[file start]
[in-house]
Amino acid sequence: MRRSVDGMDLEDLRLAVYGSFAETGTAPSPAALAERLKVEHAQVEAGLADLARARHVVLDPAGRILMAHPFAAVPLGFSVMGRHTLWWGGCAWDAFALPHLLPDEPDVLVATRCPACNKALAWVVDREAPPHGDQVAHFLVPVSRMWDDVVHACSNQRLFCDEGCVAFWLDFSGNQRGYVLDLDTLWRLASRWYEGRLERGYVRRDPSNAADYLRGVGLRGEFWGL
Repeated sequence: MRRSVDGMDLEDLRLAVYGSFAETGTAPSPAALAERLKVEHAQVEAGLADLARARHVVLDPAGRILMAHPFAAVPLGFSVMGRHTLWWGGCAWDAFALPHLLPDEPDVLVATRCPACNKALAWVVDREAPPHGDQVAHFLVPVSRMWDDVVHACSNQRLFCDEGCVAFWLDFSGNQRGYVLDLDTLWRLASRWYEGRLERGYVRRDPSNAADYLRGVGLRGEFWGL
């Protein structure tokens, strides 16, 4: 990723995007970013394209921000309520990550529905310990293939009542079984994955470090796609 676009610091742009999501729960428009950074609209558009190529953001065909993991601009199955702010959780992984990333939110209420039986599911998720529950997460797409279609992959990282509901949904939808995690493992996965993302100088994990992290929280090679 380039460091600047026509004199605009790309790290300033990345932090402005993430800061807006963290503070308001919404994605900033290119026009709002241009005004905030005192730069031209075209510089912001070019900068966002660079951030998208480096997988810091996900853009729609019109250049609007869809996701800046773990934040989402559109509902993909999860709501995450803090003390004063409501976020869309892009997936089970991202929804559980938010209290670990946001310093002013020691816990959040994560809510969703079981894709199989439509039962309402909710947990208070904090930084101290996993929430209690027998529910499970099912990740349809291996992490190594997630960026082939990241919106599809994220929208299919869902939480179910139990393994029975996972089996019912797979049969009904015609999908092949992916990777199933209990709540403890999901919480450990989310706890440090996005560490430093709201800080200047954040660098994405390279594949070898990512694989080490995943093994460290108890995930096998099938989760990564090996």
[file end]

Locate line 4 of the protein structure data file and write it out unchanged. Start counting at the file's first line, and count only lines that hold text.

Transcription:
């Protein structure tokens, strides 16, 4: 990723995007970013394209921000309520990550529905310990293939009542079984994955470090796609 676009610091742009999501729960428009950074609209558009190529953001065909993991601009199955702010959780992984990333939110209420039986599911998720529950997460797409279609992959990282509901949904939808995690493992996965993302100088994990992290929280090679 380039460091600047026509004199605009790309790290300033990345932090402005993430800061807006963290503070308001919404994605900033290119026009709002241009005004905030005192730069031209075209510089912001070019900068966002660079951030998208480096997988810091996900853009729609019109250049609007869809996701800046773990934040989402559109509902993909999860709501995450803090003390004063409501976020869309892009997936089970991202929804559980938010209290670990946001310093002013020691816990959040994560809510969703079981894709199989439509039962309402909710947990208070904090930084101290996993929430209690027998529910499970099912990740349809291996992490190594997630960026082939990241919106599809994220929208299919869902939480179910139990393994029975996972089996019912797979049969009904015609999908092949992916990777199933209990709540403890999901919480450990989310706890440090996005560490430093709201800080200047954040660098994405390279594949070898990512694989080490995943093994460290108890995930096998099938989760990564090996």